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Creating CCTV and putting this community on television, work from 1987 to 1994
July 20, 1987 The City of Salem and Marion County sign a five year franchise with Viacom Cable, updating a 20-year franchise, increasing franchise fees from 3% to 5%, securing two commercial-free community channels and adding a $45,000 annual PEG access capital fund.
1988 The City of Salem and Marion County form an inter-government agency, the Mid Willamette Valley Cable Regulatory Commission (CRC), for the purpose of managing cable TV franchises and providing public, educational and government (PEG) access, often called community TV.
May 1989 The CRC contracts with four Portland-area members of the Alliance for Community Media for advice on how to provide community TV. The group recommends an independent non-profit organization. The City of Salem agrees to locate the organization rent-free in the soon-to-be expanded Salem Public Library.
August 4, 1989 The City of Salem and Marion County incorporate Capital Community Access Television (CCAT), appointing charter board members Jane Cummins, Dr. Charles Zawel, Greg Parker and Tim Hendrix, who in turn appoint JoAnn Runyon, Ernie Oakes and Richard Shipley. Former Salem City Councilor and CRC Chair Jane Cummins is elected Board President, Tim Hendrix Secretary and Richard Shipley Treasurer.
Nov. 13, 1989 Alan Bushong starts work as CCAT Executive Director with the charge from the board to put the community on TV.
February 1990 The organization changes its name to Capital Community Television (CCTV).
February 1990 CCTV opens an office in the temporary Salem Public Library in the Smith Furniture Building.
February 1990 CCTV borrows equipment from its Treasurer to record its first program—a League of Women Voters information meeting.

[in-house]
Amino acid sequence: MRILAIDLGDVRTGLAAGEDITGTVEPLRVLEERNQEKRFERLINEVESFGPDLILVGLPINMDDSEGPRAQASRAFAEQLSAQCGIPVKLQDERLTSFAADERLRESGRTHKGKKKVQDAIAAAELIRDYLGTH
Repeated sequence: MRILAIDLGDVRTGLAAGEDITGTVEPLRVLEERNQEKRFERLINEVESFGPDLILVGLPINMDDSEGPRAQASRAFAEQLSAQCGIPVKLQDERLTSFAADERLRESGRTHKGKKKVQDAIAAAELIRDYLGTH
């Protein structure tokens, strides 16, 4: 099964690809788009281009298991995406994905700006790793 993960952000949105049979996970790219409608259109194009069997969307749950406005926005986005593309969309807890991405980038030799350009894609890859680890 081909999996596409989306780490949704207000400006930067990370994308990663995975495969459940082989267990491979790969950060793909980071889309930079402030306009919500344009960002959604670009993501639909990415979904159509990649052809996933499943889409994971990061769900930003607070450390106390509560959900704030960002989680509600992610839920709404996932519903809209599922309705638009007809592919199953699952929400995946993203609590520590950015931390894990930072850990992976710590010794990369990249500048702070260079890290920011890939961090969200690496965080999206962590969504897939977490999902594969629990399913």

May 1990 CCTV televises its first live program—primary election returns on City of Salem and Marion County elections—from Fire Station # 6 on Channel 34.
May 1990 The Salem City Council confirms use of 40% of cable TV franchise fees for funding CCTV in the wake of Measure 5.
August 2, 1990 CCTV production truck arrives in Salem from Ohio. The engineering and equipment design was donated by Portland Cable Access, now called Portland Community Media TV.
August 23, 1990 Superintendent Homer Kearns addresses the community in CCTV’s first truck production.
Sept. 21, 1990 Host McKay High School defeats Corvallis 27-6 in CCTV’s first recorded football game. KCCS Radio announcers Mike Allegre and Dave Montagne call the game. Originally planned as a training session, everyone likes the result and the game is televised in late October.
September 1990 Salem’s CARS-band microwave dish is moved from Fire Station #6 to the Salem Public Library roof for delivery of CCTV programs.
October 1990 CCTV televises six high school football games from Chemeketa Community College’s channel master control; CCTV and Chemeketa agree to share Channel 34, with CCTV programs on every Saturday, Sunday and Monday.
Nov. 26, 1990 CCTV provides first live coverage of a Salem City Council meeting.
Dec. 12, 1990 CCTV records first Marion County Commission meeting for tape-delayed telecast.
Jan. 26, 1991 CCTV opens its doors in the newly-expanded Salem Public Library.
February, 1991 Partnering with State of Oregon Legislative Media Services, CCTV provides two hours of tape-delayed legislature coverage weekdays.
April 14, 1991 CCTV opens the studio and launches public access. CCTV Board President Jane Cummins and Cable Regulatory Commission Chair Dave Moss help open the studio.
May 2, 1991 CCTV first televises the Awesome 3,000.
May 9, 1991 CCTV first televises the Jaycee Relays Kids Race.
June 5, 1991 CCTV first televises a high school graduation—North Salem from the Salem Armory on a steamy, mid-90s day and modest air conditioning.
June 1991 CCTV teaches its first studio workshop.
August 1991 CCTV occupies Channel 34 full time; Chemeketa moves to Channel 33.
October 26, 1991 CCTV records the Pacific Coast Invitational Marching Band Championship from Sprague High School, CCTV’s first high school music program.
October 31, 1991 CCTV televises the first live Halloween program, Capital Crypt.